The question directly relates to what I’ve written before. Because children of course face the same problem as adults when it comes to knowing (in the sense of ‘being familiar with’ or being ‘acquainted with’ (Moll et al. 2007) what the other intends to express with his utterance.

As Henrike Moll and her colleagues remark:

“Somehow the other’s knowledge state becomes ‘transparent’ in joint engagement (Eilan, 2005); but how?” (Moll et al. 2007: 834)

One key of this process seems to be that at some time in development, infants have to understand others as intentional agents with goals. (Tomasello 1999) It’s also necessary that they be able to realizes that the intentions and goals of the other, and therefore also certain perspectives on things, can be shared (Moll et al. 2007, Tomasello et al. 2005). In a joint attentional scene with implicit shared intentions (like, playing with a toy together) mutual knowledge and mutually shared intentions thus become ‘mutually manifest’ in the immediate situation, as S & W call it in a later chapter of their book.

Although S & W don’t address this point, it seems highly compatible with their approach, given that their major starting point is the H.P. Grice’s definition of meaning, which he describes as as:

'[S] meant something by x' is (roughly) equivalent to '[S] intended the utterance of x to produce some effect in an audience by means of the recognition of this intention'. (Grice 1957/1971: 58)

I’ll return to this point in my next post.


Cruse, Holk. (2003)“The Evolution of Cognition – A Hypothesis.” Cognitive Science 27 : 135–155

Eilan, N. (2005). Joint attention, communication, and mind. In N. Eilan, C. Hoerl, T. McCormack, & J. Roessler (Eds.), Joint attention: Communication and other minds Oxford: Clarendon Press.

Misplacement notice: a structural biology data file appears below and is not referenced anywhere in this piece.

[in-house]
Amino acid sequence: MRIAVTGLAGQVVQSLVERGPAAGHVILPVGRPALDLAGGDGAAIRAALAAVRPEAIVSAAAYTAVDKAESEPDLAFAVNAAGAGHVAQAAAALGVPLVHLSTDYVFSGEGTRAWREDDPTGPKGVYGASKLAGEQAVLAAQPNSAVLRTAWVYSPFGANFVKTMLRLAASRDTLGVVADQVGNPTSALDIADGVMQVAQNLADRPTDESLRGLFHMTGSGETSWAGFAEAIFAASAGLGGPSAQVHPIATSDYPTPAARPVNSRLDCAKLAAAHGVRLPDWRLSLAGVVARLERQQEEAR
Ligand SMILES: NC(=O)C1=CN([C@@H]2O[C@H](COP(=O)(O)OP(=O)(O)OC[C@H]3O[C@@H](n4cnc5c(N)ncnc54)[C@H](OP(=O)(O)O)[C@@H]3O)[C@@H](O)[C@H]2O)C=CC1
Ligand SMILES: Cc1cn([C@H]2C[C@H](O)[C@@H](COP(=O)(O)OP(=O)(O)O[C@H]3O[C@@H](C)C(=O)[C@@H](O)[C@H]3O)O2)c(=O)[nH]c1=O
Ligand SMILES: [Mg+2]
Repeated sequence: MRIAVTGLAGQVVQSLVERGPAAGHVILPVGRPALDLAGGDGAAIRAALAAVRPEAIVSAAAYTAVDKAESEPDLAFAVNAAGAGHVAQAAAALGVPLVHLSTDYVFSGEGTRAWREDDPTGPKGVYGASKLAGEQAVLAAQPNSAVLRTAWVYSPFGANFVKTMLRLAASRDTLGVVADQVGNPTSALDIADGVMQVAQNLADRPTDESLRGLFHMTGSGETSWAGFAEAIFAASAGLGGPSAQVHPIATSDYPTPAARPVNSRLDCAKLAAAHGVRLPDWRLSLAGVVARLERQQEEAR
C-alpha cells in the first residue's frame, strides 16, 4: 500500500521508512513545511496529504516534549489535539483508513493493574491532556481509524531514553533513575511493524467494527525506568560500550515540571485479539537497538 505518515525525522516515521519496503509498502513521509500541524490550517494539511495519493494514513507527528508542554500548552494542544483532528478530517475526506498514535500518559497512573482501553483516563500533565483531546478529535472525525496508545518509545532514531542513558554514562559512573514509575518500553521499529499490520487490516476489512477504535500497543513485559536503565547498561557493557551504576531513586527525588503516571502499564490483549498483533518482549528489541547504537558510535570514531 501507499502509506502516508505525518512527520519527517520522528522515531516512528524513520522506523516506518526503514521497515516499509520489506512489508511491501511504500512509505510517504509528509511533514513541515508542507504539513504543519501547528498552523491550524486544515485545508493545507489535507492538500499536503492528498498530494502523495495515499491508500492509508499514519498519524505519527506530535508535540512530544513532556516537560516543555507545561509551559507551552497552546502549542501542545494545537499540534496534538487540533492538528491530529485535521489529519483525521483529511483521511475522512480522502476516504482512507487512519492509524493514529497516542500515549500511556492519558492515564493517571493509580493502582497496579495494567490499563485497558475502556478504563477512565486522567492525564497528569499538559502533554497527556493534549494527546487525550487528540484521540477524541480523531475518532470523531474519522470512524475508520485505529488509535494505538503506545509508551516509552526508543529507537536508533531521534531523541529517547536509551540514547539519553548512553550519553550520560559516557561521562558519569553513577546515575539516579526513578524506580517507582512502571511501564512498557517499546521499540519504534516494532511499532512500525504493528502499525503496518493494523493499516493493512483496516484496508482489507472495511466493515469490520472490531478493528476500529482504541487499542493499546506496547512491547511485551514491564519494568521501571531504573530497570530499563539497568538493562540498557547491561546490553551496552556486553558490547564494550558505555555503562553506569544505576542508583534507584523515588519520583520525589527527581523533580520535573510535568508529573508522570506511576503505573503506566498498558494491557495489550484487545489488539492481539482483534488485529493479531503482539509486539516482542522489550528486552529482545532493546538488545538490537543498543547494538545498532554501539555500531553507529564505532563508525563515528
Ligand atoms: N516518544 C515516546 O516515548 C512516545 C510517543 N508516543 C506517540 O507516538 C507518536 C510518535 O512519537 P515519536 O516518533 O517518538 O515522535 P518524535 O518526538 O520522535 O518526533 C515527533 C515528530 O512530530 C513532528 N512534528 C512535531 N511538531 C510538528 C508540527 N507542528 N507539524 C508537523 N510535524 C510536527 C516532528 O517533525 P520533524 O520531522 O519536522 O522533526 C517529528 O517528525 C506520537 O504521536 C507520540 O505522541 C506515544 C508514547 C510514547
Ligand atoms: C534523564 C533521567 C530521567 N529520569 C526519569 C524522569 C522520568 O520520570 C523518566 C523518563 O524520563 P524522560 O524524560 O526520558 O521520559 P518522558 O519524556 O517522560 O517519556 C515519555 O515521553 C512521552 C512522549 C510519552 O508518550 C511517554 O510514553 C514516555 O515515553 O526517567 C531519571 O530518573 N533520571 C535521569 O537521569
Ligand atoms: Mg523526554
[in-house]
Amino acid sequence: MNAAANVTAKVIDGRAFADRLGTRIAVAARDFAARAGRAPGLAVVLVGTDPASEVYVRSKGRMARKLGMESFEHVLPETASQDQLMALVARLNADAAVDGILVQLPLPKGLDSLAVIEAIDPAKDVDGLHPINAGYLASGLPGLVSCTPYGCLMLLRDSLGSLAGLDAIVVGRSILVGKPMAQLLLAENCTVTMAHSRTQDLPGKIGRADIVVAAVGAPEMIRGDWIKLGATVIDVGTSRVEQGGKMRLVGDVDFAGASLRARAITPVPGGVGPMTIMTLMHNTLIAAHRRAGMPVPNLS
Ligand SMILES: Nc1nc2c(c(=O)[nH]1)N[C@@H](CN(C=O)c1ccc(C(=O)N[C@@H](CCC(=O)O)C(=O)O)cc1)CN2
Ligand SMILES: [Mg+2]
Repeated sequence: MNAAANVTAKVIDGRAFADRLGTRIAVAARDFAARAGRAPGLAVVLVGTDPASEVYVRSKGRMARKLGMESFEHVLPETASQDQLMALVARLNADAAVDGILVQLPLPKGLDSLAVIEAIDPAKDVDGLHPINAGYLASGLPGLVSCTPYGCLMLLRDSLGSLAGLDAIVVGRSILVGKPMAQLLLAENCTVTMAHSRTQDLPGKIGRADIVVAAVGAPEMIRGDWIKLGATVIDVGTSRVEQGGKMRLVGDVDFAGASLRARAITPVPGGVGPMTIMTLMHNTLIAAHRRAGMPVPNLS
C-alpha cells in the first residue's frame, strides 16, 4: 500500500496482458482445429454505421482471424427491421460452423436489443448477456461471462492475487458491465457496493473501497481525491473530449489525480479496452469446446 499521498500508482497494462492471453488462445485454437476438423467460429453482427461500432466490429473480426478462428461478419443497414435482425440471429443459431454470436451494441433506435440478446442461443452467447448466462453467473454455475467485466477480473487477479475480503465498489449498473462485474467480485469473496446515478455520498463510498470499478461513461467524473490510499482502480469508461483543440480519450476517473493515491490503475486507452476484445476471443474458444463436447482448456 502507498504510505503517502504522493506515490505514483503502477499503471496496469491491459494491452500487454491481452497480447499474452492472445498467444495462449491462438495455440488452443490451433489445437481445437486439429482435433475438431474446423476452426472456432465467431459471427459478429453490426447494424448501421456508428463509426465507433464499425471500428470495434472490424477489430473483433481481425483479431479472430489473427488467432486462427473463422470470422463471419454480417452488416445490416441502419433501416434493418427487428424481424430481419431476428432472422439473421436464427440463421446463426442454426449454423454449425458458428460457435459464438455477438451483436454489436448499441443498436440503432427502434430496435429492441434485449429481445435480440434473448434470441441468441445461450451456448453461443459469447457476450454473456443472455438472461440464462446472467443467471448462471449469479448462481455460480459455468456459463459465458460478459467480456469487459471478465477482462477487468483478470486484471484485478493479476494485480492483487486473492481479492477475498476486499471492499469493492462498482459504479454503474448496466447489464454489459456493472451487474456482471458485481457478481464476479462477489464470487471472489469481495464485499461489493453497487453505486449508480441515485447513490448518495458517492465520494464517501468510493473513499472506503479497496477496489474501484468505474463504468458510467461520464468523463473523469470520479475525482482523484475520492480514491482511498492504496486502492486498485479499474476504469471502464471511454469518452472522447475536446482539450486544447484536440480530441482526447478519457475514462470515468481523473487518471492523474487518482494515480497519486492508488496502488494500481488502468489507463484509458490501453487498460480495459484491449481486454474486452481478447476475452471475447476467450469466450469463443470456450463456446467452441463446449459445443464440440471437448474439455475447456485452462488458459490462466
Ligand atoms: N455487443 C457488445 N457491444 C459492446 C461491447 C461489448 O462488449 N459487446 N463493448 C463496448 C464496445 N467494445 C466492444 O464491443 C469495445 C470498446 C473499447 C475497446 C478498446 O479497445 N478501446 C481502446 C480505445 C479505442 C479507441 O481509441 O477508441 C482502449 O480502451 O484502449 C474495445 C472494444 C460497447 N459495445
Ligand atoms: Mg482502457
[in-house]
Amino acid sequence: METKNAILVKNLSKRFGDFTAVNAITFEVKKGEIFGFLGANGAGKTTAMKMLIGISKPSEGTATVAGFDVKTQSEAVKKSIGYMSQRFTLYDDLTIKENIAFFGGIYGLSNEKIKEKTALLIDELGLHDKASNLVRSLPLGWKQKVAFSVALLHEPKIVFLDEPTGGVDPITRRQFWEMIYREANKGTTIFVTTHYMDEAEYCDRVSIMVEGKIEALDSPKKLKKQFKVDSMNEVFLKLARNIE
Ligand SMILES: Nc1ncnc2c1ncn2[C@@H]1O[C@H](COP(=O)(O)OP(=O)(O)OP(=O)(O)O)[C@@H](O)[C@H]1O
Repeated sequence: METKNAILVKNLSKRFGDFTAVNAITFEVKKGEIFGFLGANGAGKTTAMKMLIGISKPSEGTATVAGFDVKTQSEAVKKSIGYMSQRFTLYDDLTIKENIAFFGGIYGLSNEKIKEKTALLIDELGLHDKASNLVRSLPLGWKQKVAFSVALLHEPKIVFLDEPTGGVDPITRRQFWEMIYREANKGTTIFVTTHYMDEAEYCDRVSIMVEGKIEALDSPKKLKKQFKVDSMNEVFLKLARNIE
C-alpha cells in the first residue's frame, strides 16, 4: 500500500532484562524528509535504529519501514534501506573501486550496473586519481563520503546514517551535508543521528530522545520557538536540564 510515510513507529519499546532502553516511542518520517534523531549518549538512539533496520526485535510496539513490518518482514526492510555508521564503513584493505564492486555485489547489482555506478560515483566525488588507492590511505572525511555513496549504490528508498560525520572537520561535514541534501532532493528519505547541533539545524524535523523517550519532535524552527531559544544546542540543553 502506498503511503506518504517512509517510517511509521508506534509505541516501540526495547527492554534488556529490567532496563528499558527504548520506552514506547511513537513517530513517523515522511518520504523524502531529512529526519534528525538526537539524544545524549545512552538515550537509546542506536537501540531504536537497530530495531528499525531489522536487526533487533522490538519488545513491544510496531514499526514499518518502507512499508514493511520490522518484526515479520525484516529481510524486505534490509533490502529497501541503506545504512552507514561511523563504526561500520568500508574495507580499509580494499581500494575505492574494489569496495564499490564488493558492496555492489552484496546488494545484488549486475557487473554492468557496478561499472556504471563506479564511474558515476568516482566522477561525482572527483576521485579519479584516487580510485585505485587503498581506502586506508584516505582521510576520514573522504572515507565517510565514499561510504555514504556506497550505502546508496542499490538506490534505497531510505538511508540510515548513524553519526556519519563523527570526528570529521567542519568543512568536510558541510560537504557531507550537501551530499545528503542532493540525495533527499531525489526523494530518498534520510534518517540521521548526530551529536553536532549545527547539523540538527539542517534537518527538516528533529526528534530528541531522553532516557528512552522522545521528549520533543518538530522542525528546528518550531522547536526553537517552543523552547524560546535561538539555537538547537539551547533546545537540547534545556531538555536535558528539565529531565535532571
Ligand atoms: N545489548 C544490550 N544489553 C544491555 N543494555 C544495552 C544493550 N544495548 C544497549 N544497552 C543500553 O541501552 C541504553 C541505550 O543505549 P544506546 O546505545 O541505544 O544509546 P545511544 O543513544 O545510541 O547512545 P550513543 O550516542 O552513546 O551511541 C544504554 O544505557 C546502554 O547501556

Grice, H. P. (1957), 'Meaning'. Philosophical Review 66: 377-88.
Reprinted in Steinberg and Jakobovits 1971: 53-9 and Grice 1989: 213-23.

Metzinger, Thomas. (2004)“The Subjectivity of Subjective Experience: A Representationalist
Analysis of the First-Person Perspective.”
Networks 3-4 : 33-64.

Moll, Henrike., Cornelia Koring, Malinda Carpenter, und Michael Tomasello (2006): Infants Determine Others’ Focus of Attention by Pragmatics and Exclusion. In: Journal of Cognition and Development 7.3, 411-430.

Moll, Henrike, Malinda Carpenter und Michael Tomasello (2007): Fourteen-month olds Know What Others Experience only in Joint Engagement. In: Developmental Science 10.6, 826-835.

Sperber, Dan and Deirdre, Wilson (1995): Relevance: Communication and Cognition. Second Edition. Malden et al.: Blackwell.

Tomasello, Michael (1999): The Cultural Origins of Human Cognition. Cambridge, Massachusetts; London, England: Harvard University Press.

Tomasello, M., & Haberl, K. (2003). Understanding attention: 12- and 18-month-olds know what’s new for other persons. Developmental Psychology, 39, 906 – 912.

Tomasello, M., Carpenter, M., Call, J., Behne, T., & Moll, H. (2005). Understanding and sharing intentions: the origins of cultural cognition. Behavioral and Brain Sciences, 28, 675– 735.

Wells, G. L. and E. A. Olson (2003). Eyewitness testimony. Annual Review of Psychology 54, 277–295.

1 comment: